£39m less per year is available as Arts Council England announces new funding streams and a new name for Grants for the Arts.

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Arts Council England has been forced to cut its budget for 2018-22 by £156m and completely restructure several funding streams following a collapse in Lottery sales.

Whilst the annual £409m earmarked for National Portfolio Organisations (NPOs) remains untouched, the national funder’s plans to spend £212.5m a year on project funding and strategic funds have been re-assessed.

Project funding will increase from £87.5m to £97.3m a year, but be broader in scope to permit a wider range of applications. Strategic funding will fall from £125m to £72.2m annually. With £4m a year for contingency funding, this translates into an annual fall of £39m.

ACE has also announced name changes for both funds, and a new funding stream of small grants for individual artists.

Project funding

A total of £97.3m will be available for individual projects through the revamped Grants for the Arts stream, which ACE has renamed ‘Arts Council National Lottery Project Grants’ – dropping recent plans to rename the fund ‘Grants for Arts and Culture’ – to “better reflect the source of its funding”.

£83.3m of this will be available for projects up to £100k and of up to three years in length – a 5% fall from the amount originally set aside for projects of this size. Libraries, museums, artists and arts organisations will all be eligible to apply, and the fund will be “more open” to those working in creative and digital media.

The remaining £14m of this new budget will be reserved for “nationally significant projects of £100k and above” and will be open to applications from NPOs. This will include “some activity previously supported by the Strategic Touring and Ambition for Excellence funds”, which will be closed.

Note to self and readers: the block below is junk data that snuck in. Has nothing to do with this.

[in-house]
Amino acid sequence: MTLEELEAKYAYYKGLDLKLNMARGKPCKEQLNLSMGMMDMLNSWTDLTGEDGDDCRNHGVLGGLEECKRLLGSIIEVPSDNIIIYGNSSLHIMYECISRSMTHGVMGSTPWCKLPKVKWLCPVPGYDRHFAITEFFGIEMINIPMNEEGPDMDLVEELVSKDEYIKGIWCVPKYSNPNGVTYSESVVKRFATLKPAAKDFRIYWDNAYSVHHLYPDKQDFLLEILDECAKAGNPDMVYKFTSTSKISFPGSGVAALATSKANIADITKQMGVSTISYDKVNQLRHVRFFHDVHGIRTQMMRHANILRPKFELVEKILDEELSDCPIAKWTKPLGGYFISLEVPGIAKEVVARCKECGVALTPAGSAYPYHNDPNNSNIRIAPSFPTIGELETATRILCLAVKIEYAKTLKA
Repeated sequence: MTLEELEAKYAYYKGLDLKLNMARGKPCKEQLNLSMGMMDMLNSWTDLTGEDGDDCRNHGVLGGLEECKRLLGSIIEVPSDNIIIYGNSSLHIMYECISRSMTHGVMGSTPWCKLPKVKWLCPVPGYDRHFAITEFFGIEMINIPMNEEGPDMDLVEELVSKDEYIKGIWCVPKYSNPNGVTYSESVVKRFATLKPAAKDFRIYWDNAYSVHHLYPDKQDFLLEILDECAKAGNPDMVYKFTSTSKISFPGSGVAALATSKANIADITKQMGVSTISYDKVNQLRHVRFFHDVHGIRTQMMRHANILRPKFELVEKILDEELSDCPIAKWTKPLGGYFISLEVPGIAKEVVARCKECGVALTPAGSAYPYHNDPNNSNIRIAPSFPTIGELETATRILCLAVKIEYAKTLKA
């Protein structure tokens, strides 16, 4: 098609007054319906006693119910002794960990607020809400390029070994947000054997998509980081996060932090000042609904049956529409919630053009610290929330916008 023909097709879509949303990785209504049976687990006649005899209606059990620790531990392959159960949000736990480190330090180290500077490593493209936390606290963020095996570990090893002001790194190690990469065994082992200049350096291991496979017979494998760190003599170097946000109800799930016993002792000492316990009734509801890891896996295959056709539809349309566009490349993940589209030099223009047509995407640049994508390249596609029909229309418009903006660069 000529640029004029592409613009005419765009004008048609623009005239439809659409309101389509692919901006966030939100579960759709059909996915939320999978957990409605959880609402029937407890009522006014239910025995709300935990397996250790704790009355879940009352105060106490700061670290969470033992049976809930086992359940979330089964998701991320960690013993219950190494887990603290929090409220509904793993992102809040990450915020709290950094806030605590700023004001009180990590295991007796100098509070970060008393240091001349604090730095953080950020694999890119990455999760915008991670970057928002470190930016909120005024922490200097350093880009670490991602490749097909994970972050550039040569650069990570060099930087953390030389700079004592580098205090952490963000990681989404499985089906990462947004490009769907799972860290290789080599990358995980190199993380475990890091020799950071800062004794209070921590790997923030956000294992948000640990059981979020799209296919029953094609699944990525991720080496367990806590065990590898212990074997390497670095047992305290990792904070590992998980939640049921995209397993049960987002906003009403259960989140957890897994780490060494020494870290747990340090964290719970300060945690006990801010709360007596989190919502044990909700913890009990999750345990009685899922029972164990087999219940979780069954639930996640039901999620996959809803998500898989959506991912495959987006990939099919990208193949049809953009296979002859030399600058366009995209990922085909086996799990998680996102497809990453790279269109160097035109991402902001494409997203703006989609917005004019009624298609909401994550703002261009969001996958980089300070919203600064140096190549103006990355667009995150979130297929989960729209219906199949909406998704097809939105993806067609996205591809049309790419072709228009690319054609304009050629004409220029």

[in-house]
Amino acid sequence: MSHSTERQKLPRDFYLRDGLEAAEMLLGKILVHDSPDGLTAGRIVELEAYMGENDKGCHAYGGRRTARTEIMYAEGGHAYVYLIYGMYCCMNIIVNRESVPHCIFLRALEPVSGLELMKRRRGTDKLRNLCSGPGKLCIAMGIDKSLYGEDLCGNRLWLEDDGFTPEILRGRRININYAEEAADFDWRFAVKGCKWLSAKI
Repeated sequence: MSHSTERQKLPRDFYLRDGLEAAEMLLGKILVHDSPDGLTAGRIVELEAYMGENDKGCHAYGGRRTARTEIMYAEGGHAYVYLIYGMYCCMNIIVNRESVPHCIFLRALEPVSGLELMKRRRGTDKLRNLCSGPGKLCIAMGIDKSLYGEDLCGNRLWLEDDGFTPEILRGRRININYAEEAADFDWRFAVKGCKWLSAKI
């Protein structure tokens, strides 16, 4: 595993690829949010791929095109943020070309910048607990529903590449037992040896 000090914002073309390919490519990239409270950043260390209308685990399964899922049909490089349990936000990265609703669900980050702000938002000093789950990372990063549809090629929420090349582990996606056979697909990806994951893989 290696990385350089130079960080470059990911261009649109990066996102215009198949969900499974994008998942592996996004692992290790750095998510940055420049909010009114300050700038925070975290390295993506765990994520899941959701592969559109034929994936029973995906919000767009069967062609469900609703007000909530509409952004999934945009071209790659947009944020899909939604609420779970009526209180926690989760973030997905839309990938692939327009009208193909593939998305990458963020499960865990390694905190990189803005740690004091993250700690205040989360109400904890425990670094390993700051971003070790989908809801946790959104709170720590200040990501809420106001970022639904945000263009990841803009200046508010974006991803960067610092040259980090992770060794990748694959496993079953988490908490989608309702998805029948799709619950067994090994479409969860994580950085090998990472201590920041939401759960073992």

Strategic overhaul

Strategic funds will become collectively become known as ‘Arts Council National Lottery Development funds’. £44m from the total £288.8m budget across 2018-22 will be used to fund a small capital programme; £30m will be used for a large capital programme opening in 2020/21; and £37m will be used to fund a new round of Creative People and Places.

£14.5m will be used for Developing Your Creative Practice, a fund which, from April 2018, will offer grants of between £2k and £10k to support individual artists. More new development funds will be announced later this year.

Detailed applicant guidance will be published on 12 February.

“Fluctuations in income”

Explaining the changes, a spokesperson for ACE said the original strategic funding budget was made in October 2016 with “the most up to date National Lottery projections”.

“Since then, there have been some fluctuations in income which we have managed to ensure that we can still support thousands of great projects across England,” they added.

A collapse in sales in 2016 led to a £41m fall in income for ACE, with all signs showing this trend will continue. The most recent figures, released in November last year for the first half of 2017, show a 4.7% fall in returns for good causes – ensuring an additional £5m fall for the national funder.

ACE responded to the initial cut in 2016/17 by dipping into its Lottery stockpile for the first time in over five years. Its Lottery reserves stand at over £300m, and it remains dependent on the funding: 17% of NPOs are funded exclusively through lottery receipts.

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